A gorgeous dark-skinned brown girl wearing a black shirt and shorts approached me and my friend. I tried not to stare, but I couldn’t help notice the crinkle in her nose when she smiled, and the glimmer coming from the glistening sweat from dancing, and most obviously her long black hair, and skin. She was amazing. Surely, I didn’t think a beautiful Persian knockout (I thought she was Persian, but she is “just Mexican,” in her words) would be interested in a goofy Native kid from the city. I had a laundry list of insecurities that would have kept me from talking to a girl this ridiculously beautiful, in the past. However, that night I felt it. I felt like I could dance better than anybody, and talk smoother than butter. And it worked. We gazed at each other all night, we talked outside by the smokers, and at one point were the only ones dancing in the bar. Lights began to appear blurry, people faded from my vision, and all I could focus on was the fast beating of my heart when she occasionally touched my hands. Eventually it was 2am and the bar was closing. I found my friend and was worried the night would end abruptly without any closure from my mysterious new friend…. I mean, she told me her name by now, but the music was so loud I couldn’t hear what she told me. And I was too embarrassed to ruin our evening to ask her name. For goodness sake, she touched my hand occasionally and gave me eyes for the last few hours. I couldn’t chance the possibility of her dismissing me for such a minor flaw of mishearing her name. I knew I couldn’t leave without knowing her name, so I quietly whispered in my friend’s ear and asked, “What’s her name.” My friend smiled and whispered back, “Vanessa.”
Vanessa, in that moment the name Vanessa never felt more heartwarming. Well, I thought the night was over, and I figured I at least got her name. If anything I assumed I would Facebook stalk my friend and hopefully find a girl named Vanessa on her profile. But luckily I didn’t have too. My friend brilliantly proposed that we go get food at Charley’s… or so I thought. Charley’s is a grill that serves spectacular subs and philly cheesesteaks. However, my friend meant Charlie’s… which is easily the gayest male club in the Valley of Phoenix (not my words). Something that I wasn’t aware of, and was soon to find out. We drove a few miles down the road from the lesbian bar, and turned into a dark lit parking lot to a place that resembled a small town dance hall. I thought to myself, “This isn’t Charleys.” But, I wasn’t going to ruin the chances of spending a few more hours with Vanessa. The girl who made my heart race. So I reluctantly, but happily walked through the threshold to the laser beaming, chap wearing dance club. Immediately I felt eyes drawn toward me, because obviously I stood out arriving with a girl in hand. I think Vanessa felt my level of uncomfortableness, and she quickly slid her arm to mine and escorted me through the abyss of male dancers. We made our way toward the back, and come to find out Charlie’s had a taco place to eat. And that’s where everyone began to eat. I wasn’t particularly hungry, but I took a few bites of my friend’s super nachos, and all that was around me. Vanessa eventually asked me to dance, and I couldn’t pass it up. Soon we ended up where we left off on the dance floor, or at least it felt like, where everything was blurry and the only people in focus was Vanessa and her smile. We held each other, and in the middle of our dance, in the middle of the buttless chaps, we had the most magical kiss of my life. I knew at that moment, we had something special.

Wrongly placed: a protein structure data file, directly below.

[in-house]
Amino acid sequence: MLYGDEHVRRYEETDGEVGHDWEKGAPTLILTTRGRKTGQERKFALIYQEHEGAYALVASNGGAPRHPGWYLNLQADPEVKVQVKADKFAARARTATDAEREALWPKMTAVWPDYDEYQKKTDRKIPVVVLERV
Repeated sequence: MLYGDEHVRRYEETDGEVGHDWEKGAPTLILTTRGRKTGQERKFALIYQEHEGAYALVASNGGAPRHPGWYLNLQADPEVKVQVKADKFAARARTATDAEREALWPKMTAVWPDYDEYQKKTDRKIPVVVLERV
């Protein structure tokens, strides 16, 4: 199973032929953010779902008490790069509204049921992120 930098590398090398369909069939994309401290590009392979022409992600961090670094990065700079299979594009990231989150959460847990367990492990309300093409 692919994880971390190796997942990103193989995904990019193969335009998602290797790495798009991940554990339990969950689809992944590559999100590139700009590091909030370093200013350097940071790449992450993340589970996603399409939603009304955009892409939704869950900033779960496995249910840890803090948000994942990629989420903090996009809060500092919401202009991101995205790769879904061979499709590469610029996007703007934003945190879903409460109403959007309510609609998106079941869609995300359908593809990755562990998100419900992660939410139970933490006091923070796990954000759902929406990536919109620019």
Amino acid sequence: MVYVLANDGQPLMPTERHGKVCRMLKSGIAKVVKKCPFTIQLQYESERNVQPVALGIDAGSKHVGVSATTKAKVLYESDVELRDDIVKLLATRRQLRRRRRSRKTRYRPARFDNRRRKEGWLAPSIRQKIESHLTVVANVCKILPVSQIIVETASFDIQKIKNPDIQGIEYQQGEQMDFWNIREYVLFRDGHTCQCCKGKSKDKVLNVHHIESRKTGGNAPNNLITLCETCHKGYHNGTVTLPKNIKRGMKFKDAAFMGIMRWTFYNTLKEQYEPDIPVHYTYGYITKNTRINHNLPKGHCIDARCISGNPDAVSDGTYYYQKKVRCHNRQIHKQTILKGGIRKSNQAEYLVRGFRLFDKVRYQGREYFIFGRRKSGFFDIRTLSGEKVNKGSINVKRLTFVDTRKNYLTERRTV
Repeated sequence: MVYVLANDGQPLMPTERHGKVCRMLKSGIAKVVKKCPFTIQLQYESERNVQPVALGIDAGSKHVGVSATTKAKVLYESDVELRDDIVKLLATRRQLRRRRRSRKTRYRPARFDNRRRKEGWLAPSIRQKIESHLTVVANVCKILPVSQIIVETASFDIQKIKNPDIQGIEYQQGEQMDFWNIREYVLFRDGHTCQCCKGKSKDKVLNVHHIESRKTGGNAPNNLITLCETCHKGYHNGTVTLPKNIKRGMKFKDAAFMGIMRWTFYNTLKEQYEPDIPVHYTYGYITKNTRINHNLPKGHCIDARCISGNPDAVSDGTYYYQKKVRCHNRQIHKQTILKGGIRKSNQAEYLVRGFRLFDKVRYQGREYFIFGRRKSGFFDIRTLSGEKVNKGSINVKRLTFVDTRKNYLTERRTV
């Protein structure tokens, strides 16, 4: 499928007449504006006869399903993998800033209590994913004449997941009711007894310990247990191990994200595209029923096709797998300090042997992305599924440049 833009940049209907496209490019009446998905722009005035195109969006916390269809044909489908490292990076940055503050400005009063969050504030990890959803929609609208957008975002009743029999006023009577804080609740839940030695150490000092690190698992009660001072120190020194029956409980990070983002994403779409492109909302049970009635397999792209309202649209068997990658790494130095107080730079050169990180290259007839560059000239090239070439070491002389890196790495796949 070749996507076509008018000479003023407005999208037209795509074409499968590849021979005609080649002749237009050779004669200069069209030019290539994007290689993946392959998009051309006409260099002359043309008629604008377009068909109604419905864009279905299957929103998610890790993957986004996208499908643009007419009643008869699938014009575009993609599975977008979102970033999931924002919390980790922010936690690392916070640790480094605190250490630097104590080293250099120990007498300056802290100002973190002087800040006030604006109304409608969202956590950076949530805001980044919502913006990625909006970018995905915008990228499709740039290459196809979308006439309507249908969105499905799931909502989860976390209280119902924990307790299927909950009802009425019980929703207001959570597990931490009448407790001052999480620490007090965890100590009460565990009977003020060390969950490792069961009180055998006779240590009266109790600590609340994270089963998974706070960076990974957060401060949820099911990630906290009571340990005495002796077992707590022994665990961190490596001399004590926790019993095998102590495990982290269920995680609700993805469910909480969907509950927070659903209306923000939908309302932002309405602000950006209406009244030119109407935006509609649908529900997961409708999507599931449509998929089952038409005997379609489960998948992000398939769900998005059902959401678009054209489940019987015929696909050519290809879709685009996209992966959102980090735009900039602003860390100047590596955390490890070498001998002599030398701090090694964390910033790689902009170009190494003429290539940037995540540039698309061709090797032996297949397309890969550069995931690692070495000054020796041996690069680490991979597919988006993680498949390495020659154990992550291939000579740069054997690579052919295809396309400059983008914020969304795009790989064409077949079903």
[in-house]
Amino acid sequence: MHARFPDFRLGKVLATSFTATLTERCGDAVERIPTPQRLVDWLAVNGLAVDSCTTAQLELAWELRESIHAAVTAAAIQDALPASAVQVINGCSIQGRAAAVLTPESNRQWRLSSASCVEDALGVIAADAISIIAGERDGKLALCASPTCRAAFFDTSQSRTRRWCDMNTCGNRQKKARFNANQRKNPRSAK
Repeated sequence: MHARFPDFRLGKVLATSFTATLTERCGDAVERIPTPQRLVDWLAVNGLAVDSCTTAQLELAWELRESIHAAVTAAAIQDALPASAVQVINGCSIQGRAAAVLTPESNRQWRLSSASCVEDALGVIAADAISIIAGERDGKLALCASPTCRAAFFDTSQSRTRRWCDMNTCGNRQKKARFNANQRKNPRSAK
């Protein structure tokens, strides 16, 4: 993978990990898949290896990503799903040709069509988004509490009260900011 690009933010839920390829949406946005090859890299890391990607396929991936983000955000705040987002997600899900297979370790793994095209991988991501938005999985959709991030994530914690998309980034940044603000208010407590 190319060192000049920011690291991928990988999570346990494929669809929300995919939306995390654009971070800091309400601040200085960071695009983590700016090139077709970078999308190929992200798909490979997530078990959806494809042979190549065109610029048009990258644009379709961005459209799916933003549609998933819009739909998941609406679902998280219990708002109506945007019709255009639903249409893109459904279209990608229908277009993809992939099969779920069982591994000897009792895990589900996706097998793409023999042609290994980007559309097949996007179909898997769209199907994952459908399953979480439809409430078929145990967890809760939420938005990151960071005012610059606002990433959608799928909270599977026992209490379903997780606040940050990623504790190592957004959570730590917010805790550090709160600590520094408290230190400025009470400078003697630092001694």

So now, we’ve been married for 8 years and because of that first encounter I had with Vanessa, I’ve made friends who have a different sexual orientation than myself. At first, when people would open up and tell me they were, “gay,” I would say, “oh cool, I know some gay people.” But I realized it was the same as people coming up to me and saying, “hey, I know some Native people… do you know them?” Now when people ask me if I’m Native, I kindly respond yes and answer questions. And when I talk about my friends, who happen to be gay, I just call them my friends.